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# Understanding the Different Types in Typescript (e.g. Number, String, Boolean)

##### Yasin Cakal

Welcome to the “Understanding the Different Types in TypeScript” section of our course “Learn TypeScript”! In this article, we will cover the various types available in TypeScript, including numbers, strings, and booleans. By the end of this article, you should have a good understanding of these types and be able to use them effectively in your TypeScript programs.

## Numbers

TypeScript has two types for representing numbers: “number” and “bigint”. The “number” type represents a double-precision floating-point number, which is a number with a decimal point. The “bigint” type represents a large integer value. You can specify a number literal as a “number” by adding a decimal point or an exponent, or you can specify it as a “bigint” by adding the “n” suffix. For example:

let x: number = 10;
let y: bigint = 10n;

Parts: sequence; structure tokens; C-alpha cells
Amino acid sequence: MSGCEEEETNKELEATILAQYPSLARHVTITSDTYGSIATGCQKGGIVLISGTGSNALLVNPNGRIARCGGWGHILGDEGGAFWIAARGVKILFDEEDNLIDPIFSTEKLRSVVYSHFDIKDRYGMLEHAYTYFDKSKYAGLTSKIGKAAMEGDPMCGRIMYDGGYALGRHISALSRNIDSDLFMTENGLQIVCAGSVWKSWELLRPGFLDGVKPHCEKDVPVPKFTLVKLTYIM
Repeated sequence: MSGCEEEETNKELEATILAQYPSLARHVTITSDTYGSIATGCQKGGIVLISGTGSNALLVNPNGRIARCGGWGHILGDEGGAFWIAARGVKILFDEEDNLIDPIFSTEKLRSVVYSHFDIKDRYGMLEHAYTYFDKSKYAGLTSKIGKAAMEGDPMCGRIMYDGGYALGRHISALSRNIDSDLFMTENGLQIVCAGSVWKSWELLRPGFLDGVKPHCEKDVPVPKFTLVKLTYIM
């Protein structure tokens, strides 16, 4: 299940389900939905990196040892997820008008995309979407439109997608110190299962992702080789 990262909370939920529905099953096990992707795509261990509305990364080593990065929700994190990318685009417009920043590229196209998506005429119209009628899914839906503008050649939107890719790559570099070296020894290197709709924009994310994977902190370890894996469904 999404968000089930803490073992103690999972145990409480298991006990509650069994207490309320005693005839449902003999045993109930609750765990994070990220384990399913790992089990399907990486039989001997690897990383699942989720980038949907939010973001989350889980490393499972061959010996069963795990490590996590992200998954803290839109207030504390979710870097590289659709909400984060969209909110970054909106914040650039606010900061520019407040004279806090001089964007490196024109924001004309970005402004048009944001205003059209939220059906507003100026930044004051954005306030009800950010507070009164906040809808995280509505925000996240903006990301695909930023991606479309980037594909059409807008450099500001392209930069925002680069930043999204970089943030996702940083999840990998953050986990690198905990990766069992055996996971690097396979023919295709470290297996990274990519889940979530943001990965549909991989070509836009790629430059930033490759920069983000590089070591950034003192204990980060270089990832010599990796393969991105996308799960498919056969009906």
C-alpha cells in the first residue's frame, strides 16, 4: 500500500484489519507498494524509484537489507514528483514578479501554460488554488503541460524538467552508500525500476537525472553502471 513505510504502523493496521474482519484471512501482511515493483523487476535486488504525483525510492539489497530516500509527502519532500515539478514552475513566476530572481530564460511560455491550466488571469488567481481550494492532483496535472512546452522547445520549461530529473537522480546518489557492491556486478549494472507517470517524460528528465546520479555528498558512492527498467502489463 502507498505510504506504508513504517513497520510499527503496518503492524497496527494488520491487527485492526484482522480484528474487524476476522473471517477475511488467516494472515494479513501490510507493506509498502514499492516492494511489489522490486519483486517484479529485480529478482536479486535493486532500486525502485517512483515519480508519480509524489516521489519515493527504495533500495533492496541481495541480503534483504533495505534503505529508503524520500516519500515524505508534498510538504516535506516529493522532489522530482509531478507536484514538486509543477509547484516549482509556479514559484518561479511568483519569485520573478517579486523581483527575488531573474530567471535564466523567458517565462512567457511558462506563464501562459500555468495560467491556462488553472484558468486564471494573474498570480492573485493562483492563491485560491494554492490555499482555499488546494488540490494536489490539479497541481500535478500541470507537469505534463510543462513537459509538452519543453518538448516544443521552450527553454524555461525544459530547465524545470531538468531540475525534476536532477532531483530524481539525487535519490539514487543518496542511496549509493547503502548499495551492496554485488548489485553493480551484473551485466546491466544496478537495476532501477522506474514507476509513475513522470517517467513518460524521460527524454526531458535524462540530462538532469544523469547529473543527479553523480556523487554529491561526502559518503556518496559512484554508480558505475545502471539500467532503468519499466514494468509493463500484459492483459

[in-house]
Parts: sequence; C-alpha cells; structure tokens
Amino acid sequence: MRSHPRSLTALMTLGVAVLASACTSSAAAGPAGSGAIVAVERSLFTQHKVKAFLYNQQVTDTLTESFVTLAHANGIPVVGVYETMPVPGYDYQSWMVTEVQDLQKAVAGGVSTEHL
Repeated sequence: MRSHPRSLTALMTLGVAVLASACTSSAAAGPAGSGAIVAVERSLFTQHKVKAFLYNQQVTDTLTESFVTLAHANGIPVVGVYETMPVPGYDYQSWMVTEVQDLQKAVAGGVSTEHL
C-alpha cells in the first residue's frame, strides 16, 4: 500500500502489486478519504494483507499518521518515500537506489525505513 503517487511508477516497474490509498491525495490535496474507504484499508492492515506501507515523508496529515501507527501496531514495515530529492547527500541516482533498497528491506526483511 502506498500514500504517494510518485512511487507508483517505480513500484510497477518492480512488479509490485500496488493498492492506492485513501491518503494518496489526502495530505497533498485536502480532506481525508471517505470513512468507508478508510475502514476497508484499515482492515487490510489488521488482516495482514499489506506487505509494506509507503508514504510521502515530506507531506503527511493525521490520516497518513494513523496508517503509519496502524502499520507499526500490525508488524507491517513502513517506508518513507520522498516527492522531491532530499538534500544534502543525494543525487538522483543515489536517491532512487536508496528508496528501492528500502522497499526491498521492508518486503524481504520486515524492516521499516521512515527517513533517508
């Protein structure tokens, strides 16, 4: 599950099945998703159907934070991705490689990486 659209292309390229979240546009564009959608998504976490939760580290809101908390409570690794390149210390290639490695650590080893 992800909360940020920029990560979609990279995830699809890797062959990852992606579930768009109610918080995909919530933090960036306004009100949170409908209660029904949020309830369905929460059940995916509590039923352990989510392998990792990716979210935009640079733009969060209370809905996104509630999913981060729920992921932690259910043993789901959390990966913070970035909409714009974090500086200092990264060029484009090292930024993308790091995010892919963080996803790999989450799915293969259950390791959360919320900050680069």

In this example, the variable “x” is of type “number” and the variable “y” is of type “bigint”.

TypeScript also supports the standard arithmetic operators for numbers, such as “+”, “-“, “*”, and “/”. For example:

let x: number = 10;
let y: number = 20;
let z: number = x + y; // 30

In this example, the variables “x” and “y” are both of type “number” and the result of their addition is also of type “number”.

## Strings

TypeScript has a single type for representing strings, called “string”. You can specify a string literal by enclosing it in single or double quotes. For example:

let x: string = 'hello';
let y: string = "world";

In this example, the variables “x” and “y” are both of type “string”.

TypeScript also supports the standard string operations, such as concatenation, interpolation, and slicing. For example:

let x: string = 'hello';
let y: string = 'world';
let z: string = x + ' ' + y; // 'hello world'

let a: number = 10;

#### How do you specify a boolean literal in TypeScript?

To specify a boolean literal in TypeScript, you can use the “true” or “false” keywords. For example:

let x: boolean = true;
let y: boolean = false;

#### What are the other types in TypeScript besides numbers, strings, and booleans?

The other types in TypeScript besides numbers, strings, and booleans include “null”, “undefined”, “void”, and “never”. The “null” and “undefined” types represent the absence of a value, with “null” representing the intentional absence of a value and “undefined” representing the default value for variables that have not been assigned a value. The “void” type represents the absence of a return value for a function. The “never” type represents a value that will never occur.